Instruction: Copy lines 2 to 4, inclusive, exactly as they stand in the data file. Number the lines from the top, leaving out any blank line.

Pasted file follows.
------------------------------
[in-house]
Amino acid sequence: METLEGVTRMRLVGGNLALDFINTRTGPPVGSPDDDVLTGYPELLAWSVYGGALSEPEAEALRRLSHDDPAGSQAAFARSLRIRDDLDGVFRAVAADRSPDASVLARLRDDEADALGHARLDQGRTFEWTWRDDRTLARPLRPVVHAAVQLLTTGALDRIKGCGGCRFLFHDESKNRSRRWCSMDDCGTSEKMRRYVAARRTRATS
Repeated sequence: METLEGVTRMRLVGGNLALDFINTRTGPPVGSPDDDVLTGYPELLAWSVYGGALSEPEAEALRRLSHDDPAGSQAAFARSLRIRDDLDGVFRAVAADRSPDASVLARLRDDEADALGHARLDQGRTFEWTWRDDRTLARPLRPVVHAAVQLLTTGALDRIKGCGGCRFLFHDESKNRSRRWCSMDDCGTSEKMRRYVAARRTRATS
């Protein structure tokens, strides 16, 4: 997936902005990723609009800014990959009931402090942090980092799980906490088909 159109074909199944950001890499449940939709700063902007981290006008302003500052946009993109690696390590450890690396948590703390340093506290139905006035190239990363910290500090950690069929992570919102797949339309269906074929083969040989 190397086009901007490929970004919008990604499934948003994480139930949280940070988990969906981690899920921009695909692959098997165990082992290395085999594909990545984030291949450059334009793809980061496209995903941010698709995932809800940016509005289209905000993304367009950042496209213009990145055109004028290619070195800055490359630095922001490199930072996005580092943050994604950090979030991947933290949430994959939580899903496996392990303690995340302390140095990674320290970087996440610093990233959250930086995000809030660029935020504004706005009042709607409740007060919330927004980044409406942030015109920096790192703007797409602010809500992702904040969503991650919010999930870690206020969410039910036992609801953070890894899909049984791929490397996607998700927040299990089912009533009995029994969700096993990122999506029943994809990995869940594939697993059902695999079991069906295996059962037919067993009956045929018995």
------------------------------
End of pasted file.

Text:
Amino acid sequence: METLEGVTRMRLVGGNLALDFINTRTGPPVGSPDDDVLTGYPELLAWSVYGGALSEPEAEALRRLSHDDPAGSQAAFARSLRIRDDLDGVFRAVAADRSPDASVLARLRDDEADALGHARLDQGRTFEWTWRDDRTLARPLRPVVHAAVQLLTTGALDRIKGCGGCRFLFHDESKNRSRRWCSMDDCGTSEKMRRYVAARRTRATS
Repeated sequence: METLEGVTRMRLVGGNLALDFINTRTGPPVGSPDDDVLTGYPELLAWSVYGGALSEPEAEALRRLSHDDPAGSQAAFARSLRIRDDLDGVFRAVAADRSPDASVLARLRDDEADALGHARLDQGRTFEWTWRDDRTLARPLRPVVHAAVQLLTTGALDRIKGCGGCRFLFHDESKNRSRRWCSMDDCGTSEKMRRYVAARRTRATS
């Protein structure tokens, strides 16, 4: 997936902005990723609009800014990959009931402090942090980092799980906490088909 159109074909199944950001890499449940939709700063902007981290006008302003500052946009993109690696390590450890690396948590703390340093506290139905006035190239990363910290500090950690069929992570919102797949339309269906074929083969040989 190397086009901007490929970004919008990604499934948003994480139930949280940070988990969906981690899920921009695909692959098997165990082992290395085999594909990545984030291949450059334009793809980061496209995903941010698709995932809800940016509005289209905000993304367009950042496209213009990145055109004028290619070195800055490359630095922001490199930072996005580092943050994604950090979030991947933290949430994959939580899903496996392990303690995340302390140095990674320290970087996440610093990233959250930086995000809030660029935020504004706005009042709607409740007060919330927004980044409406942030015109920096790192703007797409602010809500992702904040969503991650919010999930870690206020969410039910036992609801953070890894899909049984791929490397996607998700927040299990089912009533009995029994969700096993990122999506029943994809990995869940594939697993059902695999079991069906295996059962037919067993009956045929018995």